Special Dinners, Dances and Luncheons 533
querade," in which these domestic articles are deftly arranged, may replace the dominoes.
A "FOUR-SEASONS" LUNCHEON
It is sometimes a problem how to show special attention to a number of women friends without being obliged to give a "series of entertainments"—which seems a somewhat formidable undertaking.
The most graceful and elegant solution of the matter is a luncheon served at little tables. The trouble is minimised, and, to many, the novelty lends an added charm.
I think the prettiest entertainment I ever saw was such a luncheon, where twenty ladies were served at four small round tables.
Each table, decorated in a different colour and adorned with flowers, represented one of the four seasons, and in the soft light of many wax candles the scene was like a glimpse of fairyland. In the dressing-room the ladies had found their names written on four cards, each about eight inches long and six in width, placed conspicuously, and tied with bows of satin ribbon, which, the maid explained, indicated by their colour the table to which each lady was assigned. This greatly facilitated the finding of places where there were so many guests.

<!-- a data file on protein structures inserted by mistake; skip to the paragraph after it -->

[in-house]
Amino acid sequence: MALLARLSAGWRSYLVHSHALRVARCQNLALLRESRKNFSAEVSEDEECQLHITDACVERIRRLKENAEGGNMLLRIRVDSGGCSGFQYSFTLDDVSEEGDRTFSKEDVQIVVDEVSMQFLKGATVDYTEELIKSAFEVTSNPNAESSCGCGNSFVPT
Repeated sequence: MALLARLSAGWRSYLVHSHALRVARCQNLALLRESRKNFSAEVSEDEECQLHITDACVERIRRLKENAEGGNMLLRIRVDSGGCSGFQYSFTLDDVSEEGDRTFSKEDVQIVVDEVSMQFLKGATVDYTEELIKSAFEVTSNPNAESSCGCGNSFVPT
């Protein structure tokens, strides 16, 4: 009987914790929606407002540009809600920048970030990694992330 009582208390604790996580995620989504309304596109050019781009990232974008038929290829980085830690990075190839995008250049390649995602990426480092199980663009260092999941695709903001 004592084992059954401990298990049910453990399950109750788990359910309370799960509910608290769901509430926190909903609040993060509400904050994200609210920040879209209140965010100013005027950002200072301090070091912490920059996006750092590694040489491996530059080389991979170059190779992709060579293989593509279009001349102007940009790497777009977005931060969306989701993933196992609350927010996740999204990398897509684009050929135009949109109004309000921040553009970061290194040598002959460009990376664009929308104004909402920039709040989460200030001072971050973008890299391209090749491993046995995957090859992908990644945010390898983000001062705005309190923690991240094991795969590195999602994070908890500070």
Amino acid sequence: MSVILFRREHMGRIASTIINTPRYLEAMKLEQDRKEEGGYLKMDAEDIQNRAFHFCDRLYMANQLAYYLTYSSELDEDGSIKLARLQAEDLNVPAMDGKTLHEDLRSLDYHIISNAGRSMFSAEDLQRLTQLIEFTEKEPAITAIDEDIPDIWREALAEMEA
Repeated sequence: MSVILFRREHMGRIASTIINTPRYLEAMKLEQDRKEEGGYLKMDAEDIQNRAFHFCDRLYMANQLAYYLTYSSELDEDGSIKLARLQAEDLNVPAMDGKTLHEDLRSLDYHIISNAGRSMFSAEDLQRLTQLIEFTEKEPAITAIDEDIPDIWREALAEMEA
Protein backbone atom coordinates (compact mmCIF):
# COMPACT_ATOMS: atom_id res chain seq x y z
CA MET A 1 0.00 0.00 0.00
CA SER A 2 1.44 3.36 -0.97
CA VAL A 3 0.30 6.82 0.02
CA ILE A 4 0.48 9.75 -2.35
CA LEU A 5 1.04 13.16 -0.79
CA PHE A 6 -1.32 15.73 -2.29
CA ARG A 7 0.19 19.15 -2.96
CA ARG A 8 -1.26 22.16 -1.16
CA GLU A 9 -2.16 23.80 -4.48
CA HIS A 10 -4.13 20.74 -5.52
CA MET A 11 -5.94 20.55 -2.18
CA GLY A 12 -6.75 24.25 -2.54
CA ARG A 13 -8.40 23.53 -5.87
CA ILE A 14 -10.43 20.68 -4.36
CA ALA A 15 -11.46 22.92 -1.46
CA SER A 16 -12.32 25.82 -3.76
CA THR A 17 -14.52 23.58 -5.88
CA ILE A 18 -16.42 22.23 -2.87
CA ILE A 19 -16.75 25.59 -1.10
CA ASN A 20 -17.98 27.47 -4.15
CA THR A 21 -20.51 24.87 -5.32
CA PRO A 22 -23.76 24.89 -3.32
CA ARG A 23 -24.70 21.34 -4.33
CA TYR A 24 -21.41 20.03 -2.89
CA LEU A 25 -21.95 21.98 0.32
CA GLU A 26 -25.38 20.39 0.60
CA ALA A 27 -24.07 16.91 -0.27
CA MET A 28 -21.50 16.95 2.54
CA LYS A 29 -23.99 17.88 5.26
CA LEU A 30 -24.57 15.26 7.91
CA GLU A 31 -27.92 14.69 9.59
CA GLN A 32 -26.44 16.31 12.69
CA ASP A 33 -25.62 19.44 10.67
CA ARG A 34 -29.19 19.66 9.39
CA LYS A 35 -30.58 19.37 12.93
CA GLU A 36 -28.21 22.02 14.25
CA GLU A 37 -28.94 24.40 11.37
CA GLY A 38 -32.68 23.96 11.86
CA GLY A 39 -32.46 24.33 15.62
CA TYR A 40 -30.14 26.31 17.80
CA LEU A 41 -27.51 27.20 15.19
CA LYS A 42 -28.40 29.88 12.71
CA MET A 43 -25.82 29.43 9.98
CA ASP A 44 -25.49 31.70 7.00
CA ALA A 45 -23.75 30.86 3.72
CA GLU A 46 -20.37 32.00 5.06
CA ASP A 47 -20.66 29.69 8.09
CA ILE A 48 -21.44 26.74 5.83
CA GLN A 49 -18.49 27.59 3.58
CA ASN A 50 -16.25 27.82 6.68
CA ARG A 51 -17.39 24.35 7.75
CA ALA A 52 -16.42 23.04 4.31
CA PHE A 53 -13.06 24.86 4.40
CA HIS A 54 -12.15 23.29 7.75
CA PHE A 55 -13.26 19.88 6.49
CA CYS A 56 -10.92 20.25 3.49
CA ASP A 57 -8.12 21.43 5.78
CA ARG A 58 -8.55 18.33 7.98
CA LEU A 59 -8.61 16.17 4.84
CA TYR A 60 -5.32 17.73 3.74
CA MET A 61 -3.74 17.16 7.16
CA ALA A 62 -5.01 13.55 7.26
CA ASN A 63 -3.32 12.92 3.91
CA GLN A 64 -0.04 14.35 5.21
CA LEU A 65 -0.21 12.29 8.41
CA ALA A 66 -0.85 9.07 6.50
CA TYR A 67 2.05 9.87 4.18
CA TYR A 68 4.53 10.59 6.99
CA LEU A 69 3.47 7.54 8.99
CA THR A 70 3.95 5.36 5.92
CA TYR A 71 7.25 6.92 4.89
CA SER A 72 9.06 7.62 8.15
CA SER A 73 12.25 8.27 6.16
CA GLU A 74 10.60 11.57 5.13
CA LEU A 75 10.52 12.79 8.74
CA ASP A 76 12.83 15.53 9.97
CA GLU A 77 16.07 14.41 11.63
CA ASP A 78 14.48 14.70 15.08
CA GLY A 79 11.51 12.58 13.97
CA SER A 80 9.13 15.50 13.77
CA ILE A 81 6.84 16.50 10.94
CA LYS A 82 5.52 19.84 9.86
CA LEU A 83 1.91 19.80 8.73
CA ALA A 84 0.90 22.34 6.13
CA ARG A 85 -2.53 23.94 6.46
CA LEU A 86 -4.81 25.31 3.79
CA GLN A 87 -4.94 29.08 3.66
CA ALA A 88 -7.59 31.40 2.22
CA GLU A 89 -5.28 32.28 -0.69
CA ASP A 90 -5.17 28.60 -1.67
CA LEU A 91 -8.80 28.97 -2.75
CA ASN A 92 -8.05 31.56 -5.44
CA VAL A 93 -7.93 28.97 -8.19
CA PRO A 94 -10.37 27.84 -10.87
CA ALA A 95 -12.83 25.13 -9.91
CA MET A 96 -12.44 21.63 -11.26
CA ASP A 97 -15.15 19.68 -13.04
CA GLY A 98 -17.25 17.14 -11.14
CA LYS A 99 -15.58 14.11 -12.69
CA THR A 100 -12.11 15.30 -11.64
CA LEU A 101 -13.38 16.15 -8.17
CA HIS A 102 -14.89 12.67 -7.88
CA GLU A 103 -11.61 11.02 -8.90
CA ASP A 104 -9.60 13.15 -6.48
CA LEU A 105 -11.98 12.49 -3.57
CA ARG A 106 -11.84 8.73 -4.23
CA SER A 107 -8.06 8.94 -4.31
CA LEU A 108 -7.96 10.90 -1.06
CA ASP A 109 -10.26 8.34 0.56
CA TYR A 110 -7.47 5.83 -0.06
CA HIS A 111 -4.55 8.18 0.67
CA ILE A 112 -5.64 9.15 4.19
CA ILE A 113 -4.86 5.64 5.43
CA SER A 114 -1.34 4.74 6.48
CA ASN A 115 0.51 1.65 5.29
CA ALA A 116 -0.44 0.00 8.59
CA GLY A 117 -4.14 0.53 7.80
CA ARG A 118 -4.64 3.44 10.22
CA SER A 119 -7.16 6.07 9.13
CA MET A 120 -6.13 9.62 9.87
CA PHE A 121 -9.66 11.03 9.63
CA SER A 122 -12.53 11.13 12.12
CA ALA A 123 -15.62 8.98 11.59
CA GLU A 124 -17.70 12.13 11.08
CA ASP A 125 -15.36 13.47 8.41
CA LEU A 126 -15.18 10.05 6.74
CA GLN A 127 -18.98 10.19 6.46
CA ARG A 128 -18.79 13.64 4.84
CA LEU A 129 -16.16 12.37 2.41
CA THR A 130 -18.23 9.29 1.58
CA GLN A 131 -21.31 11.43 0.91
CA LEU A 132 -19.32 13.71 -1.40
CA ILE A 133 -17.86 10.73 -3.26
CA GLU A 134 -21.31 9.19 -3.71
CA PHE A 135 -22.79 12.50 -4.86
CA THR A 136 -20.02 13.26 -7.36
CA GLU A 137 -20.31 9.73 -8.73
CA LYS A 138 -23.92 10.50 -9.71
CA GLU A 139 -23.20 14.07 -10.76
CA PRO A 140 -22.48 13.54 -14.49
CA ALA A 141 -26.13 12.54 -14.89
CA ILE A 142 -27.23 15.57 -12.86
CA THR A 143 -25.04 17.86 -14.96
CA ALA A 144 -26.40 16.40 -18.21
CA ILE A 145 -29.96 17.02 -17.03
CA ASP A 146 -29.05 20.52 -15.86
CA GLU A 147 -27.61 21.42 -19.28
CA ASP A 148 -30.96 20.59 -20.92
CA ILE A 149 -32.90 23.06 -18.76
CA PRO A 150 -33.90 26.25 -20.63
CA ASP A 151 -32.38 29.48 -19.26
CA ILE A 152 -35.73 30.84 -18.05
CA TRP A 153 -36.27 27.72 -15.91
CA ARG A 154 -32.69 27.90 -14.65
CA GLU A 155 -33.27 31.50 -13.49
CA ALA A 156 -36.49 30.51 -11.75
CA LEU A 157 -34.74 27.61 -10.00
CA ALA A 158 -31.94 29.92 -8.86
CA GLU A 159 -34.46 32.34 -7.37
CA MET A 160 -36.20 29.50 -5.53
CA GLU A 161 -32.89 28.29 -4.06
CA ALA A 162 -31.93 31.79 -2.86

Two round tables, each accommodating five persons, were in the dining-room and two more in the room adjoining.
As congenial friends could be thus grouped by themselves, it had all the coziness of a small gathering, while the numerous guests gave it the brilliancy of a large one.
The "spring table" was decorated in white in com-